On March 19, 2014, Justice Friedman of the New York County Commercial Division issued a decision in Webmediabrands, Inc. v. Latinvision, Inc., 2014 NY Slip Op. 30700(U), granting plaintiffs’ motion for summary judgment piercing the defendants’ corporate veil.
In Webmediabrands, the plaintiffs were judgment creditors of defendant Latinvision (“LVI”) who sued LVI’s principal shareholder, officer and director, Vassallo, and another company wholly owned by Vassallo, LVM, seeking to hold them liable for LVI’s obligation. “Vassallo was the principal shareholder and officer of both LVI and LVM.” In support of their motion, the plaintiffs presented undisputed evidence that the three defendants routinely commingled funds, including numerous undocumented “loans” to Vassallo by the entities, as well as the lack of “any documentary evidence showing the existence of corporate governance mechanisms.” Based upon that evidence, the court awarded summary judgment to plaintiffs, explaining:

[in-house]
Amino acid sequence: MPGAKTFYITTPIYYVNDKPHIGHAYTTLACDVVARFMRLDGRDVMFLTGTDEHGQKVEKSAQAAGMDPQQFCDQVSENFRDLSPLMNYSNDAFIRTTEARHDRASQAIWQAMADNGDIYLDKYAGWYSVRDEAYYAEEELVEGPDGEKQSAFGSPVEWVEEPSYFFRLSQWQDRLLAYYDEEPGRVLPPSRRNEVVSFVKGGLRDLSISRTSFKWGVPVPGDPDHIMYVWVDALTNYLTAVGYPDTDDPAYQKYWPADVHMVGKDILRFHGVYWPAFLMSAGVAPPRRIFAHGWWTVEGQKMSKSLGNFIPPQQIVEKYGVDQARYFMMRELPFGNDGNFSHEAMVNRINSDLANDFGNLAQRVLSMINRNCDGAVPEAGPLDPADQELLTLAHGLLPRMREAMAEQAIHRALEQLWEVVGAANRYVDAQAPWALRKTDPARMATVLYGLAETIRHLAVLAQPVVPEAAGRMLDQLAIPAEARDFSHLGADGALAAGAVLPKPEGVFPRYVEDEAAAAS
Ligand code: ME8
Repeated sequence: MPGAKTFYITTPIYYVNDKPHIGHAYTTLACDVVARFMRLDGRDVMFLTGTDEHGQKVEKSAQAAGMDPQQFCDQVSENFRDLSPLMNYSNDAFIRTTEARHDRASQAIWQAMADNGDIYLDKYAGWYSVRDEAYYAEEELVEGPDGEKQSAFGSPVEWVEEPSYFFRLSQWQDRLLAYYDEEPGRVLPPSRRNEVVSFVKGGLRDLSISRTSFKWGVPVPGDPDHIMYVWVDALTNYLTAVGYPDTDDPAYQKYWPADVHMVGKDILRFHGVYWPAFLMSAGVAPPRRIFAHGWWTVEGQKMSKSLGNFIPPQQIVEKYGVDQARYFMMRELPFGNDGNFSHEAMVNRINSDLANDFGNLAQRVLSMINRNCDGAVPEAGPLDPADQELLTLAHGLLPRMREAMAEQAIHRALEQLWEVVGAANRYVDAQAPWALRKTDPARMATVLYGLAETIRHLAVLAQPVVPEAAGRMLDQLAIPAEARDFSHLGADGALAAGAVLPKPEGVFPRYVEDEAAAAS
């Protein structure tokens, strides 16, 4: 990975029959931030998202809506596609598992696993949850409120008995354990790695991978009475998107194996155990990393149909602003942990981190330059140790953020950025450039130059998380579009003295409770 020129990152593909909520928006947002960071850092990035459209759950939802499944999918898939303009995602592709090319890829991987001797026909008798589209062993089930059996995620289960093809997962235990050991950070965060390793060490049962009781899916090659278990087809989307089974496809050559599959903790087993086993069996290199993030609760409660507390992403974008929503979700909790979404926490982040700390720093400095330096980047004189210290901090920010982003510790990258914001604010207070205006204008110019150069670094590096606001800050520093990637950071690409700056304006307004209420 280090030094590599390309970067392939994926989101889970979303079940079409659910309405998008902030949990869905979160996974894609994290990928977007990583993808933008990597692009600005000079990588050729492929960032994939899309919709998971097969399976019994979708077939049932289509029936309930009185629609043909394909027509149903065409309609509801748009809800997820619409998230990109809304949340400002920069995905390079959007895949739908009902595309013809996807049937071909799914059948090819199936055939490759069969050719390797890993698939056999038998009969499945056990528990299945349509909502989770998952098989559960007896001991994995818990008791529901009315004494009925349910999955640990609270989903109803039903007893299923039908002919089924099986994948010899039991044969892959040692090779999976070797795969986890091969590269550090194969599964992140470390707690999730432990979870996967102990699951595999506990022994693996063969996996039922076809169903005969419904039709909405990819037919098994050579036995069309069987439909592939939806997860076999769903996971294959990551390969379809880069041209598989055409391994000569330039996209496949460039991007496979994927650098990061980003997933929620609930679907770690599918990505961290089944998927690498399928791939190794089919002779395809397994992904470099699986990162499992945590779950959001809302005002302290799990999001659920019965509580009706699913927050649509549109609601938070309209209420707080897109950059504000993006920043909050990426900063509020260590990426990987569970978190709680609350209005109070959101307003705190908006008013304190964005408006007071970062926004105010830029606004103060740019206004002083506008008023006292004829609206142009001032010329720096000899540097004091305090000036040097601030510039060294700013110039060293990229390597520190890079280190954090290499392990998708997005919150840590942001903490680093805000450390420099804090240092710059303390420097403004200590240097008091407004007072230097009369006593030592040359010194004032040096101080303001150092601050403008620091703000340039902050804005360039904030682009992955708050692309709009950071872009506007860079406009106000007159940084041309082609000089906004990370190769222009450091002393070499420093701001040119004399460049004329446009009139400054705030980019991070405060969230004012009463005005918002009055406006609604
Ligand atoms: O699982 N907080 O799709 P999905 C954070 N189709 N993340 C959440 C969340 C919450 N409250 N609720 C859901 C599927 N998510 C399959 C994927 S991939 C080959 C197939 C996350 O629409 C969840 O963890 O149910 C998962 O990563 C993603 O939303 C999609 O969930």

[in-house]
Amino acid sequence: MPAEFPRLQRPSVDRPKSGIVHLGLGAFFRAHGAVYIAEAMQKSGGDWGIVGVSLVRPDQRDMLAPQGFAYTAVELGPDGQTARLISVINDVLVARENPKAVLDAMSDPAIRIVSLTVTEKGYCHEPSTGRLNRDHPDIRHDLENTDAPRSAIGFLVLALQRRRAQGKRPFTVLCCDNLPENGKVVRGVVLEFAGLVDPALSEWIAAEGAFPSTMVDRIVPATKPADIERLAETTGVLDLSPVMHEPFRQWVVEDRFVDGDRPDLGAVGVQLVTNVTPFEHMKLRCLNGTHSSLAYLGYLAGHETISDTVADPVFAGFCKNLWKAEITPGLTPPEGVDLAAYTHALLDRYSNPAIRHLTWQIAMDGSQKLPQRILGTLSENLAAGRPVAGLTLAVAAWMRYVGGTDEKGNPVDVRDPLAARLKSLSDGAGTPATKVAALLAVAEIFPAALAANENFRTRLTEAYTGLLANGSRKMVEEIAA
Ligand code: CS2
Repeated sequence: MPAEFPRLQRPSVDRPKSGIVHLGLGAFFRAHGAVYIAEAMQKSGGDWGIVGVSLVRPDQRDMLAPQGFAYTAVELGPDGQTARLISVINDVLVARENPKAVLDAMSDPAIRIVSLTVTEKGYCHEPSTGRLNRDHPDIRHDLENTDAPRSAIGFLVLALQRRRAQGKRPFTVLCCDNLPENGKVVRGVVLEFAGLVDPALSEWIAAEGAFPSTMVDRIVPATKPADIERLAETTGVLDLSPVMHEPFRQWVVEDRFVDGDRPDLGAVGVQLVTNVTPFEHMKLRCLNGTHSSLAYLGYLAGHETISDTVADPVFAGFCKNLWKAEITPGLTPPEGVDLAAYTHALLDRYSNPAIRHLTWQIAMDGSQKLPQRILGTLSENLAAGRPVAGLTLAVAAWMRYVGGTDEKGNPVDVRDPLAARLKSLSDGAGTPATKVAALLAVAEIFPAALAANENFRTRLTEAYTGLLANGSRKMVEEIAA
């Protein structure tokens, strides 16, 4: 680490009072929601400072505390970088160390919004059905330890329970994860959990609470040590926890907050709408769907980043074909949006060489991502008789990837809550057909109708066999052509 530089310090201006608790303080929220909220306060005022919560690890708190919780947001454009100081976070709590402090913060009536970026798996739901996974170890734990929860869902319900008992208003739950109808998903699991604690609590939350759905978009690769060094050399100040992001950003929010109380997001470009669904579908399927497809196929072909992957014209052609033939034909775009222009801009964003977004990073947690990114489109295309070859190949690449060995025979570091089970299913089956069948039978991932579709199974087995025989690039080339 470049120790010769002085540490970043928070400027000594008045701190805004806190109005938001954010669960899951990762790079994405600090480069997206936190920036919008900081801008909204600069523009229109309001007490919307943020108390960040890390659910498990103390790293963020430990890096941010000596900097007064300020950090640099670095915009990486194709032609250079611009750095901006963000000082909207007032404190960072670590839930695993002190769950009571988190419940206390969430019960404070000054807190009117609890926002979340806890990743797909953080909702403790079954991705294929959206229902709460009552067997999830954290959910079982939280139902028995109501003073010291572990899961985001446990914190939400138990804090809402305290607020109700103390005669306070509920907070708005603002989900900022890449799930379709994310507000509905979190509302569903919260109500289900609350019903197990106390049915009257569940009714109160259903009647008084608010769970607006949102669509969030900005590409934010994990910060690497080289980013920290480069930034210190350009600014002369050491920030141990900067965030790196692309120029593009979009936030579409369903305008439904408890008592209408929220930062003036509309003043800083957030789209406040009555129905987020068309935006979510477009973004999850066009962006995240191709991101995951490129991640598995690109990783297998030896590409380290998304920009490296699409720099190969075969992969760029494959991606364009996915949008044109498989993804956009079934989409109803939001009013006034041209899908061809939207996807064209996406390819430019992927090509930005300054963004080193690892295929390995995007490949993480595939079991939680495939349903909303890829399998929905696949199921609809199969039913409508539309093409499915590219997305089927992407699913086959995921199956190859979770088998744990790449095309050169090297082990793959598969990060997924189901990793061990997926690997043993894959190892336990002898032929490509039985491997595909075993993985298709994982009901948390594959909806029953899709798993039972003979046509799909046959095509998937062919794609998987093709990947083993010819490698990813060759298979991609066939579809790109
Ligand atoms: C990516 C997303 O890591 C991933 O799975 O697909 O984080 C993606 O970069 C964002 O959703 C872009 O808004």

As a general rule, claims involving alter ego liability are fact-laden and not well suited for summary judgment resolution. Here, however, the undisputed facts establish that LVI and LVM had overlapping owners and directors; LVI, LVM, and Vassallo commingled assets; Vassallo used corporate funds for personal purposes; LVM used LVI’s domain name; and LVM and Vassallo held no corporate meetings and kept no corporate records. Under these circumstances, the court holds as a matter of law that both Vassallo and LVM are liable as alter egos of LVI for the judgment against LVI.
(Internal citations and quotations omitted.)
This decision illustrates the type of situation in which veil piercing is appropriate.